Guide to Free and Basic Bot Farm for Guerrilla Marketing

This guide will teach you how to create a simple bot farm which a single person can run and maintain, oh and it’s going to be free.
The number of bots I recommend starting with is seven. It’s relatively simple to manage and, from my experience, it’s enough to give somewhat positive results.

Why run a bot farm?

To control the narrative on social media
To manipulate public opinion
To gamble various ranking algorithms
To improve crowd marketing results

What you need to start a farm.

Gmail accounts.

multiple google accounts

You’ll need these to register on social media platforms and websites you plan to work with.

The hard way (recommended):

Create seven separate Gmail accounts.
You’ll need seven phone numbers to confirm registrations, so it may not be free. There are services online which allow you to receive such messages for free, but most of the times the numbers they provide are already in use. Paid options are dirt cheap though, you’ll have to spend around $1 to get it done.

gmail confirmation sms
I paid $0.1 to receive this confirmation code via online SMS service

The easy way (proceed with caution):

Create one account and use variations of your email address to register everywhere.
Here’s what I mean.
Let’s say you create a Gmail account and your new email address is mynewemail@gmail.com.
You can use this address and it’s variations to register on the same website multiple times:
my.new.email@gmail.com
mynew.email@gmail.com
myne.wemail@gmail.com
All of these addresses are identical for Google but different for other websites, so you can use one email multiple times.
Cons: will not work for Google+, YouTube and other Google services (works fine with most social media websites).
Will not work on smaller websites — if admin even takes a look at the list of users he will see what’s up.

Browser profiles

user agent switcher

Assign a different browser profile for every bot you have.  Make sure that bot number one is always on Android, bot number two is always using Safari and so on.
For small farms, addon such as User-Agent switcher for Chrome (not an ad, it’s free) will do the trick.

IP Addresses

This is where it gets tricky (if you want to match the budget of $0).

There are plenty of free VPNs and proxies to choose from, but they are unreliable and are added to the spam lists pretty quick. Using them is no the best option.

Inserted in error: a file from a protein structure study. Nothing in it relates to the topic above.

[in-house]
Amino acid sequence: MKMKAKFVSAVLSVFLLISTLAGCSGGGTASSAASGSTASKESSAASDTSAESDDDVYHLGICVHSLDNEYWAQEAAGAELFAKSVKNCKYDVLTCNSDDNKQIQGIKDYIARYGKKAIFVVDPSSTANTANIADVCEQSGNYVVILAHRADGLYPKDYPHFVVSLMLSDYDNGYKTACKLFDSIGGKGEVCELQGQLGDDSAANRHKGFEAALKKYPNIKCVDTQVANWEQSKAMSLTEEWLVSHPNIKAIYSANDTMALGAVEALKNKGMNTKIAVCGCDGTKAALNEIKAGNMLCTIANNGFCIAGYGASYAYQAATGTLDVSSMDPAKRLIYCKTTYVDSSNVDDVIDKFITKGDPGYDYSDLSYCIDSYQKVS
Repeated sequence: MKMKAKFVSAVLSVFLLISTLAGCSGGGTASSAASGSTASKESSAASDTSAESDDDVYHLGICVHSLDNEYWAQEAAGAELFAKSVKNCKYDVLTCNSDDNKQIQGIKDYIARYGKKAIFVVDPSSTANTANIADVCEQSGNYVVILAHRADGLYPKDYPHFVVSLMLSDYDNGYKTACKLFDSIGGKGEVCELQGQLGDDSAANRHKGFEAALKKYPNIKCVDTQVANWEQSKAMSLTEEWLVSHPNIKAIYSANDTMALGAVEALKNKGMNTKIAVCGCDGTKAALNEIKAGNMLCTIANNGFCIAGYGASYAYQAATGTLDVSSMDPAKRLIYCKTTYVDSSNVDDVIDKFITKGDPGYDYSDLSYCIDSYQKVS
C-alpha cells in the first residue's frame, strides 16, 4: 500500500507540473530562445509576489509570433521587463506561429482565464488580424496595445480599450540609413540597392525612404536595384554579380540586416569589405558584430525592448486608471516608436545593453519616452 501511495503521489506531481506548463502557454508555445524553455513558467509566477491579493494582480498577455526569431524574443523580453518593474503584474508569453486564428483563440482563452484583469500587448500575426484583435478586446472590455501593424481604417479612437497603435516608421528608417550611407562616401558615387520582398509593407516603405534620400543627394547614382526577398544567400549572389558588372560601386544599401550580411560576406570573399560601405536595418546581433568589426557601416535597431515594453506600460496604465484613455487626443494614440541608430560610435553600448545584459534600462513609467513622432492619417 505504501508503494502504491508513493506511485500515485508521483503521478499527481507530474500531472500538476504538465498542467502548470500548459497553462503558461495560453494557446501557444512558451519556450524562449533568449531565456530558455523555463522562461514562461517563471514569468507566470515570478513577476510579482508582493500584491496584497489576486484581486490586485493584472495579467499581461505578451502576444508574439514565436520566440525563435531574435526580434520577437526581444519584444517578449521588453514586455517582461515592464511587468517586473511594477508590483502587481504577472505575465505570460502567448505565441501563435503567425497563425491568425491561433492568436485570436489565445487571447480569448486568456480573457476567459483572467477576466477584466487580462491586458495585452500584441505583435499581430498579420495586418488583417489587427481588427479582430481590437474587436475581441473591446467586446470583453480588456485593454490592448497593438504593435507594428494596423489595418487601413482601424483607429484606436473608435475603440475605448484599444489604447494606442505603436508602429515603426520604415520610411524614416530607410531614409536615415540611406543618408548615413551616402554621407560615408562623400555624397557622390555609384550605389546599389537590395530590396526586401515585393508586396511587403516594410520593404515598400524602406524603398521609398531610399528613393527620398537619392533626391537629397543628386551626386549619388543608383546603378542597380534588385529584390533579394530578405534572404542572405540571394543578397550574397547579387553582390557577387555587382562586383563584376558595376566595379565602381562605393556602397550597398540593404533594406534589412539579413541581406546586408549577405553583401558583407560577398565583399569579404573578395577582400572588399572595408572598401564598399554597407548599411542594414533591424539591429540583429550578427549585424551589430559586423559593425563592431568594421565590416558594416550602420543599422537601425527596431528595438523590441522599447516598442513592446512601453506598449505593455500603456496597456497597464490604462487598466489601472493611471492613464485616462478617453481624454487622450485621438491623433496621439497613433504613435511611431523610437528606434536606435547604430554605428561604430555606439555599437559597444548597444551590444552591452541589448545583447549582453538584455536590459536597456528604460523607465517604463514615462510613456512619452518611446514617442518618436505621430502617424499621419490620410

Here’s what you should if you don’t feel like spending $10/mo to buy proxies.

Instead of assigning IP addresses to your bots, assign countries, obscure countries work best (by obscure I mean the ones where people don’t usually visit websites you’re trying to rush with bots). Make sure that bot number one always logs in from Macedonia, bot number two from Belarus and so on (unless your target websites are from Macedonia or Belarus).
Then look online for free services which provide IP addresses in these countries and use these free services to switch your IPs accordingly.

Tip: don’t use free Indian, Chinese, Russian and similar IPs, they are usually under very heavy load and also end up on spam lists.

Spreadsheet

Similar to the one I used in the previous post about guerrilla marketing basics.

bot farm management

Use it to store information about your bots, so you always know which proxy and browser profiles to use with your accounts. Make sure to tie every account to its dedicated location and browser profile.

Level-up your bots

Once you’ve got the essentials, start creating personas. In other words — turn your bot farm into people.
Three websites you must register at first, are Facebook, LinkedIn and Twitter. These three are where account age and activities matter the most. These accounts can later be used to register on other websites, forums, crowdsource platforms and etc.
Start adding friends, getting followers, post stuff, share stuff, do as much as possible to fill up your pages to the point where it’s not obvious that these accounts are new.

In my next post, I will share some tips and tricks you can use to improve your accounts on Facebook, Twitter and LinkedIn. How to convince people that you are not a bot and how to prepare your bots for action.

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